- General Health Questionnaire (GHQ): The 12 question GHQ is used to measure the psychological impact on the caregivers’ mental health.

Control Group This group will be put on a waiting list to receive the intervention after 6 months. Families will be free to choose any health care they desire during the waiting period.

The broad outlines for the sessions for the intervention are as follows:

Understanding the Family Support system:

In this session the Home Care Advisor ( HCA ) will try and identify the principal carer, the family structure and the pattern of informal care provided to the person with dementia. They will try and identify stressors in the family like unemployment, alcoholism, financial constraints, etc. They will try to understand the possible ways to restructure the informal support system if required.

Explaining what is Dementia :

This session will first begin with accessing the carer’s knowledge about the disease and help the carer understand the diagnosis and prognosis. The HCA will also give the family an overall idea of the prevalence of the disorder in the community.

Identifying and managing caregiver burnout:

The success of the stepped care model depends on identifying the stress in the carer and help them effectively manage it. A carer who is emotionally disturbed will not be in a position to gain new knowledge or learn new skills. In a nuclear family the caregiver is most likely to be the daughter in law who will have a number of other responsibilities which she carries out at the cost of her mental and physical health. Over the years her role becomes a routine and often a thankless job. The HCAs will try and create an environment which is supportive and sensitive to the needs of the carer.

Stress Management and Relaxation:

During this session the HCA will train the carer in stress management and relaxation techniques. If the non pharmacological methods do not work, they will advise and arrange for a visit to a psychiatrist for appropriate management.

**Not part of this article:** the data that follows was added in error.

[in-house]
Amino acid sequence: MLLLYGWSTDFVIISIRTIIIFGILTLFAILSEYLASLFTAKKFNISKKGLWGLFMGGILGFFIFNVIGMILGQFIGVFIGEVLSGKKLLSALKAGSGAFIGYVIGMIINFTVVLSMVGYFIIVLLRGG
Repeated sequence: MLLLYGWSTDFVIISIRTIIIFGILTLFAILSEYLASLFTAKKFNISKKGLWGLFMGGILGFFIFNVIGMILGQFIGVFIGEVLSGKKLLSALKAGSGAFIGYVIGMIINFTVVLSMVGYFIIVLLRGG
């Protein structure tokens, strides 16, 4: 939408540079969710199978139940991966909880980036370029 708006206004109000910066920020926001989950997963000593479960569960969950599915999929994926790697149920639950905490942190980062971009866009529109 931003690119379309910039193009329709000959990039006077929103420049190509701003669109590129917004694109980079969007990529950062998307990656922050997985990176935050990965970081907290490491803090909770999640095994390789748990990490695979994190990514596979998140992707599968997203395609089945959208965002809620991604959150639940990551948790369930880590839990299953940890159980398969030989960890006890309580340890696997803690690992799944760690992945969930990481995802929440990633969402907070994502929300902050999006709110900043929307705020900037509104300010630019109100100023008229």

Managing Problem Behaviours:

In this session the HCA will try and identify the problem behaviours like wandering, repetitive behaviours, hallucinations, screaming episodes, clinging, incontinence etc. They will help carers understand them and provide practical tips on management of problem behaviours at home. The case will be discussed with the counselor and the clinical consultants for their inputs.

Structuring a Day:

The HCA will give the carer tips on how to structure a day so as to make it easier for the subject and the carer to manage time and adjust to the changes taking place.

Nutrition:

Nutrition is often the major concern of the carers. The HCA will advise the carer on how to improve the nutrition of the subject and the family.

Management of Associated Disorders:

The Home Care advisors will be equipped with knowledge on the ailments that the person with dementia is likely to have. The subject being old may have a number of disorders like Diabetes Mellitus, Hypertension, Ischemic Heart Disease, renal failure which are neglected as the disease progresses. The Home Care Advisors will try and find out if any of these conditions exist and advise the appropriate referral for the management so as to improve the quality of life.